The casualty element of the problem, which my hon. Friend the Member for Salisbury (Robert Key) so movingly brought to bear on the debate, shows the legacy of these weapons. It is sometimes difficult for us to think about the tens of thousands of people affected in Cambodia, Afghanistan and elsewhere-they are numbers, despite the photographs and so on. The legacy of the weapons in question still exists, and there are still casualties in Belgium and northern France from munitions from the two world wars. An old friend of mine was killed 11 years ago. He was a military historian at Sandhurst who foolishly brought back a piece of unexploded munitions from the battlefield in France, quite illegally. It was placed on his study desk, and one evening he was working, the heat in the room changed and the thing blew up and killed him. He is not alone. There is therefore a historical element to such casualties.
My next point is important; I do not believe that my hon. Friends made it to undermine the purpose of the Bill, which they all said that they support. However, several colleagues asked why the UK Government changed their mind about the decision to do without cluster munitions. It might be helpful to the debate in Committee if the Minister provided an aide-mémoire from the Foreign Office and the Ministry of Defence, outlining the reasons for the decision. My shorthand on the matter is that the Ministry of Defence was always loth to give up that range of munitions, partly because it was still thinking in cold war terms, but also because it believed that there was always a possibility of finding ourselves in a conflict in which we might need such munitions. It is a fair and legitimate question for colleagues to ask. I urge the Minister to ask the Foreign Office and the Ministry of Defence to provide, if possible, an aide- mémoire. I imagine that it is possible because the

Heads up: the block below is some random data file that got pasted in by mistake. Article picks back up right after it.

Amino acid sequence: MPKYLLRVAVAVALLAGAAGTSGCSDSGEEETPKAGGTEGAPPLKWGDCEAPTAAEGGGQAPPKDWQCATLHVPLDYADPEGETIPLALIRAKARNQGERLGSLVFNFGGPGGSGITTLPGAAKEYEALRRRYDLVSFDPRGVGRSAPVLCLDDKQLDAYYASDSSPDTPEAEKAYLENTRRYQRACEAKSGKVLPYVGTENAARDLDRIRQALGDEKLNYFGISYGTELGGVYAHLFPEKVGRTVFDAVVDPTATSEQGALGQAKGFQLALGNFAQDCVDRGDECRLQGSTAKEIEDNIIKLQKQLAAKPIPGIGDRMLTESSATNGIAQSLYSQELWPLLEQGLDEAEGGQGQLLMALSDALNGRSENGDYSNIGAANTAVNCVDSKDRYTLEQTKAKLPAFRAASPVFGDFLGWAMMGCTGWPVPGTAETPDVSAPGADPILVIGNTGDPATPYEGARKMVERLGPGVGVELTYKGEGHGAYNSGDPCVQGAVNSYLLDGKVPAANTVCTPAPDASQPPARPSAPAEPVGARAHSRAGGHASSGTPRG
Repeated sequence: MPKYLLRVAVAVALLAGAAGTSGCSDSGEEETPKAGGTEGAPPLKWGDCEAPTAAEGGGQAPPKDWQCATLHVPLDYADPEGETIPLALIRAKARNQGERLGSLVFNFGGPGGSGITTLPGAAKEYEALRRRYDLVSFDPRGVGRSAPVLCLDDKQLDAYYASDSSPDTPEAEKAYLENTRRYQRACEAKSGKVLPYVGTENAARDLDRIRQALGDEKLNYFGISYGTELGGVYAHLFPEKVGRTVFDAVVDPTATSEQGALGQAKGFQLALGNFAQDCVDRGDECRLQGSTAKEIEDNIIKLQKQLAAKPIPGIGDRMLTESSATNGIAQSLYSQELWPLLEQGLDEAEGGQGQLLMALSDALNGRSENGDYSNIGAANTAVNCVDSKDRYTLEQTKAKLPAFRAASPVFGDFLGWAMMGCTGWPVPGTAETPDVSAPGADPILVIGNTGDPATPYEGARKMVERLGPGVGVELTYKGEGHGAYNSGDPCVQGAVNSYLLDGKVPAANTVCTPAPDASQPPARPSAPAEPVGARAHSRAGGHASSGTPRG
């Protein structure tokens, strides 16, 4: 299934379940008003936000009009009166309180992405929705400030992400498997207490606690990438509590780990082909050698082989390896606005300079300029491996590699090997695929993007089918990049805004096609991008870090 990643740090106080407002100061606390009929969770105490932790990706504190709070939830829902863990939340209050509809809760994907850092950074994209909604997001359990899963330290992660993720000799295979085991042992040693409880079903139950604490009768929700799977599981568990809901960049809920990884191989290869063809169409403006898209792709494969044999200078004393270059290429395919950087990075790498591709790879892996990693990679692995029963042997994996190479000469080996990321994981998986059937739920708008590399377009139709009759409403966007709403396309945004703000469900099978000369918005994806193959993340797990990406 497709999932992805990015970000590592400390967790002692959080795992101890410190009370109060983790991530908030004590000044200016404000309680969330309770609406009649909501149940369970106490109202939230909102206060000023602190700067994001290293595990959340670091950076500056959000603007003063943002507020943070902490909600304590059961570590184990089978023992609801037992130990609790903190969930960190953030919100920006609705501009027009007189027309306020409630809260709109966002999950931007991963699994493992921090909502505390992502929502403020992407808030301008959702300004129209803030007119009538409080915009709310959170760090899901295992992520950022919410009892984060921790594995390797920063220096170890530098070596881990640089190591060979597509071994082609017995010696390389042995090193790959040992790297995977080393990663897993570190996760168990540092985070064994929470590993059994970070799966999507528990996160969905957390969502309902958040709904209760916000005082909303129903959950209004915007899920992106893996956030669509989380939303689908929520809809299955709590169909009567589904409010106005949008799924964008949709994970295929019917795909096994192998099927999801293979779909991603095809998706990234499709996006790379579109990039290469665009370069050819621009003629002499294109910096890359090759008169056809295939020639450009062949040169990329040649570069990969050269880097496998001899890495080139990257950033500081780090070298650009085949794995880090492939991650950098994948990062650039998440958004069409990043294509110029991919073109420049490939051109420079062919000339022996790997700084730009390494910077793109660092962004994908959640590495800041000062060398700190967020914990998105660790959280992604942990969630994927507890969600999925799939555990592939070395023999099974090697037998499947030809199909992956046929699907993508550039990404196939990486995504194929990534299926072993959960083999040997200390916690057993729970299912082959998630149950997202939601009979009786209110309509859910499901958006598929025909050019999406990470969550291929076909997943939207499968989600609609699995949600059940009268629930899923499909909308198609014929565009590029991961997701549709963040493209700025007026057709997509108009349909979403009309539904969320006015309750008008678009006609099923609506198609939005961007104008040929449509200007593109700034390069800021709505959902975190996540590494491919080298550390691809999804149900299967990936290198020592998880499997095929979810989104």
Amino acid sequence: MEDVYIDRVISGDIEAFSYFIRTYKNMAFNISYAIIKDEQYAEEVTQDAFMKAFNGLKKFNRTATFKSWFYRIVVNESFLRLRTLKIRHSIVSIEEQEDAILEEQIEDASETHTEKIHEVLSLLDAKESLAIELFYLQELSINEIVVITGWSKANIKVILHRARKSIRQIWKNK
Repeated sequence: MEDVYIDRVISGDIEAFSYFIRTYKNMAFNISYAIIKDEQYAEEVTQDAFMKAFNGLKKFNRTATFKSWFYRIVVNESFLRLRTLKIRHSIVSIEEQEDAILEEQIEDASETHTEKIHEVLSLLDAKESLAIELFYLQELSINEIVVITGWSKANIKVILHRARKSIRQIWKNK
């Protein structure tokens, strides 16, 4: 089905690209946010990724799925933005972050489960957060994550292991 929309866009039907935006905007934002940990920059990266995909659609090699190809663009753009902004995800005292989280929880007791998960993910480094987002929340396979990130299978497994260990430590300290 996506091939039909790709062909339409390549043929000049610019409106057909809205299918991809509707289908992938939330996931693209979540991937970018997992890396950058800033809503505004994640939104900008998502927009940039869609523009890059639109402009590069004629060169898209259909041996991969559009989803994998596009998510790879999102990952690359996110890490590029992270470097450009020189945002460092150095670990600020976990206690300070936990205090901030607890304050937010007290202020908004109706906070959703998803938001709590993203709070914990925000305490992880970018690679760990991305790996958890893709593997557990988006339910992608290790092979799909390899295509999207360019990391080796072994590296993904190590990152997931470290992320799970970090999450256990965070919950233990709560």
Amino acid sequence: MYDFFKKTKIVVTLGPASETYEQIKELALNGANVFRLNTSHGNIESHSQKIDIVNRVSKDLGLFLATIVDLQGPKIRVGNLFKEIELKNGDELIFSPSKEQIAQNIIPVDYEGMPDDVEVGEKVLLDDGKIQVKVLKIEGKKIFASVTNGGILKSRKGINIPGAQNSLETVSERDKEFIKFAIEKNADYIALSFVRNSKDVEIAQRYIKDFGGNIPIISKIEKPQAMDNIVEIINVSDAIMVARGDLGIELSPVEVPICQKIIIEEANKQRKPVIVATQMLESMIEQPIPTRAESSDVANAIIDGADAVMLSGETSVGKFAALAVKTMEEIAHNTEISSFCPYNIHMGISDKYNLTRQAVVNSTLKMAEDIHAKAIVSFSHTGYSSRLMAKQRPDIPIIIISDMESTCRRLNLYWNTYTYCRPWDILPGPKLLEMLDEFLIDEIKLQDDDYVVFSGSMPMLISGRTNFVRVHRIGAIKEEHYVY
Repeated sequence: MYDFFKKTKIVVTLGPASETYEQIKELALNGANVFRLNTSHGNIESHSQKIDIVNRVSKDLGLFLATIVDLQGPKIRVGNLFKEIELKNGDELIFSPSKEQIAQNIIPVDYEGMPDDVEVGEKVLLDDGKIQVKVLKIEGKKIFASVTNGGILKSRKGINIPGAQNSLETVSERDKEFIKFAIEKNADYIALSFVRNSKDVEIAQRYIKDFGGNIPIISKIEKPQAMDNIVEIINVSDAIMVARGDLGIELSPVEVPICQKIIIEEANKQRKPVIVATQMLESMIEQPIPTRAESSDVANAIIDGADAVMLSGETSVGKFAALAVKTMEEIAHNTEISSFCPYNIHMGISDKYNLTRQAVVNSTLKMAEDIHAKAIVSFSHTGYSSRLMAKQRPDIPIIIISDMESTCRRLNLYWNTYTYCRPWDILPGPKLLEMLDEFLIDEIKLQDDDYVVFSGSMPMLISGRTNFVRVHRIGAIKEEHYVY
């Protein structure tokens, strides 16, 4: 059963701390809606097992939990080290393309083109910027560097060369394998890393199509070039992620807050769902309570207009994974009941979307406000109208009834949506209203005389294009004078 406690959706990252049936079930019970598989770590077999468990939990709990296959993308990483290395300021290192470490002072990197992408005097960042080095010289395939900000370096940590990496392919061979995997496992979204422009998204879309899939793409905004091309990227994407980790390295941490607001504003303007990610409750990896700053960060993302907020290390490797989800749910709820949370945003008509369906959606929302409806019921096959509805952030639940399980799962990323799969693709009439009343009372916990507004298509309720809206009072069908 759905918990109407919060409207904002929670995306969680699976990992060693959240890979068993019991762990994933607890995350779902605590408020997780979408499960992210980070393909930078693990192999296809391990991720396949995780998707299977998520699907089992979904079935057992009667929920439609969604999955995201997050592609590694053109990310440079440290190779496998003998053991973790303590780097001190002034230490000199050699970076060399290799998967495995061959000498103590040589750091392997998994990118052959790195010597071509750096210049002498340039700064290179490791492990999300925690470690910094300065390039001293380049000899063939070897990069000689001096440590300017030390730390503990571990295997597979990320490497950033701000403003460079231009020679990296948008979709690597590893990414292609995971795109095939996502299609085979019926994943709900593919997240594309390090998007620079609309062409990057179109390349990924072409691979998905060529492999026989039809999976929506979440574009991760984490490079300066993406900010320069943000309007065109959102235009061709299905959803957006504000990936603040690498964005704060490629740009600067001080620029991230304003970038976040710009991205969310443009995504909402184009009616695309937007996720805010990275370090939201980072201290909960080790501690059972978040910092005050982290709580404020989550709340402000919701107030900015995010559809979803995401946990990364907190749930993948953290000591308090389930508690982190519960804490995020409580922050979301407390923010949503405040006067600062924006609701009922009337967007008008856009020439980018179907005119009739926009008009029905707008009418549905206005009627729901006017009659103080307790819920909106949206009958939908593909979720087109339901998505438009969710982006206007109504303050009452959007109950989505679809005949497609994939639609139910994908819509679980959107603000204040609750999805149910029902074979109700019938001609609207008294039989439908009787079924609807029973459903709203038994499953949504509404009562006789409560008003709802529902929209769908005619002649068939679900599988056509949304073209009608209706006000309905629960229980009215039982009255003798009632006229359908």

information cannot be restricted, certainly not nowadays, or it would automatically end up in The Independent or The Times. An aide-mémoire should be produced in time for Committee stage. I am sure that that will find support from hon. Members of all parties.
My hon. Friend the Member for Aylesbury (Mr. Lidington) asked a series of questions. The first-an important question-was, what changed the Government's mind? He, like other colleagues, rightly made the point that many of our allies still see the utility of possessing the munitions. I will not regurgitate the arguments of particularly my hon. Friends about how we operate in coalitions when some of our partners still possess and maintain the right to use such weapons under certain circumstances. I do not think that that is legal nit-picking-there is potentially a genuine problem.
My hon. Friend's final point was that there is no explicit commitment by the UK Government to meet the eight-year deadline in the Bill. The Minister is doing a cute frown at me and fluttering his eyelids in a way that only the Government Whips Office normally sees.
Supporting the Bill means that we accept that the UK not only accepts legal liabilities, but voluntarily gives up a military/defence weapons system, and that we recognise that the effect of that system is horrendous, whether on soldiers or civilians. One of the unspoken aspects is that our military personnel, civilian personnel and many non-governmental organisations nevertheless have to operate in truly asymmetric conflicts. The other side, whether a legally based Government or irregular forces, is not constrained. British troops and civilian personnel, with other coalition forces, are risking their lives at this moment in Afghanistan to support a legitimate Government, and are facing an enemy that operates with no constraints, and effectively uses cluster munitions. I do not know whether, in the parameters of international law, there is any way in which we can bring some form of legal consequences upon not only those who plant such munitions, but those who direct them. It is demonstrably unfair that we are placed in such a position and that the enemy has all the advantages. We may have the moral high ground, but they do not suffer any consequences for the sort of warfare that they are waging.